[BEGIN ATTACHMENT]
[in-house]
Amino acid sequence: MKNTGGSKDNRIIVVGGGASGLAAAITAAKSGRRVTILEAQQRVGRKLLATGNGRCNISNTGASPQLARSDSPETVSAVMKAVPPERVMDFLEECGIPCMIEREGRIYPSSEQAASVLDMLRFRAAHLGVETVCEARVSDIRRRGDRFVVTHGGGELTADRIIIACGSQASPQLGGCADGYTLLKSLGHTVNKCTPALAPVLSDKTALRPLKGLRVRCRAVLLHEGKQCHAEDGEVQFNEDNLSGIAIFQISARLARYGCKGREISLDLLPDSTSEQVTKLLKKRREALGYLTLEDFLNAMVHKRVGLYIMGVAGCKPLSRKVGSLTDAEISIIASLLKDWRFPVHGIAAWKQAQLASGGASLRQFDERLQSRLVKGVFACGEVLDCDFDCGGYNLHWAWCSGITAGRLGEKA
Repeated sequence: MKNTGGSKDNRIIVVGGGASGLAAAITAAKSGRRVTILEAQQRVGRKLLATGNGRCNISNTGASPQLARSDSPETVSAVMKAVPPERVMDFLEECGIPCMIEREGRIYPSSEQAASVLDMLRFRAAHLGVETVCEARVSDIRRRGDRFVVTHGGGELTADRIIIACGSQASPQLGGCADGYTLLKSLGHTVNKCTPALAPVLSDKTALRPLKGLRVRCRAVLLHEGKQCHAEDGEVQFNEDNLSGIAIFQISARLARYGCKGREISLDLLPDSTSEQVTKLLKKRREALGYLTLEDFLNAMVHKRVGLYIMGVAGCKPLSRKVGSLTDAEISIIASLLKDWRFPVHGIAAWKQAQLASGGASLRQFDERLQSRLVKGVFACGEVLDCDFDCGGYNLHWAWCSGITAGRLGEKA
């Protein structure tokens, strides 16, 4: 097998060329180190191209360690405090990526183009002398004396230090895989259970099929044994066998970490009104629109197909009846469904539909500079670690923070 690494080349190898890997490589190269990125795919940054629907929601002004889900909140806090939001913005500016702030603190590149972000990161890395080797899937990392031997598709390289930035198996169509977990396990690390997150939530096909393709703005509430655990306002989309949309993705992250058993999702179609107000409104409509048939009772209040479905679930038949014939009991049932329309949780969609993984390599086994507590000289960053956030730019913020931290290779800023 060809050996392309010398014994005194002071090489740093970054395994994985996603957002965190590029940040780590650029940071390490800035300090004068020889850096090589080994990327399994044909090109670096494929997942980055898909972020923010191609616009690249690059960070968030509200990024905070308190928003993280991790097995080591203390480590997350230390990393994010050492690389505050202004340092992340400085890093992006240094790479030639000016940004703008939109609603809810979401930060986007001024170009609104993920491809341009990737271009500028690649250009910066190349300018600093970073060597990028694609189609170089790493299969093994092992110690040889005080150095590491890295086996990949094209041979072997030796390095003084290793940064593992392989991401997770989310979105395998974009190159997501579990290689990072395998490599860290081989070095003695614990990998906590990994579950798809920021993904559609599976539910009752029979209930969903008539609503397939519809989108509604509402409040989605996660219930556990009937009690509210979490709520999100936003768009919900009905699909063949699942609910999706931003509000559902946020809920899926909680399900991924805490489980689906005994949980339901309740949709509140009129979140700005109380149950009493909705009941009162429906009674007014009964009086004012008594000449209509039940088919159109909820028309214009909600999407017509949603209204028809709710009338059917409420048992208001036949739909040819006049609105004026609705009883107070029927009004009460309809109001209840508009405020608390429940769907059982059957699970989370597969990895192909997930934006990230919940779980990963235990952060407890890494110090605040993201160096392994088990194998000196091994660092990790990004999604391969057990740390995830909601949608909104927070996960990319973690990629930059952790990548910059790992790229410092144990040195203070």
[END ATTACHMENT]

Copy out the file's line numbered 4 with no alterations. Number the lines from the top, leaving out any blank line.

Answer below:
């Protein structure tokens, strides 16, 4: 097998060329180190191209360690405090990526183009002398004396230090895989259970099929044994066998970490009104629109197909009846469904539909500079670690923070 690494080349190898890997490589190269990125795919940054629907929601002004889900909140806090939001913005500016702030603190590149972000990161890395080797899937990392031997598709390289930035198996169509977990396990690390997150939530096909393709703005509430655990306002989309949309993705992250058993999702179609107000409104409509048939009772209040479905679930038949014939009991049932329309949780969609993984390599086994507590000289960053956030730019913020931290290779800023 060809050996392309010398014994005194002071090489740093970054395994994985996603957002965190590029940040780590650029940071390490800035300090004068020889850096090589080994990327399994044909090109670096494929997942980055898909972020923010191609616009690249690059960070968030509200990024905070308190928003993280991790097995080591203390480590997350230390990393994010050492690389505050202004340092992340400085890093992006240094790479030639000016940004703008939109609603809810979401930060986007001024170009609104993920491809341009990737271009500028690649250009910066190349300018600093970073060597990028694609189609170089790493299969093994092992110690040889005080150095590491890295086996990949094209041979072997030796390095003084290793940064593992392989991401997770989310979105395998974009190159997501579990290689990072395998490599860290081989070095003695614990990998906590990994579950798809920021993904559609599976539910009752029979209930969903008539609503397939519809989108509604509402409040989605996660219930556990009937009690509210979490709520999100936003768009919900009905699909063949699942609910999706931003509000559902946020809920899926909680399900991924805490489980689906005994949980339901309740949709509140009129979140700005109380149950009493909705009941009162429906009674007014009964009086004012008594000449209509039940088919159109909820028309214009909600999407017509949603209204028809709710009338059917409420048992208001036949739909040819006049609105004026609705009883107070029927009004009460309809109001209840508009405020608390429940769907059982059957699970989370597969990895192909997930934006990230919940779980990963235990952060407890890494110090605040993201160096392994088990194998000196091994660092990790990004999604391969057990740390995830909601949608909104927070996960990319973690990629930059952790990548910059790992790229410092144990040195203070």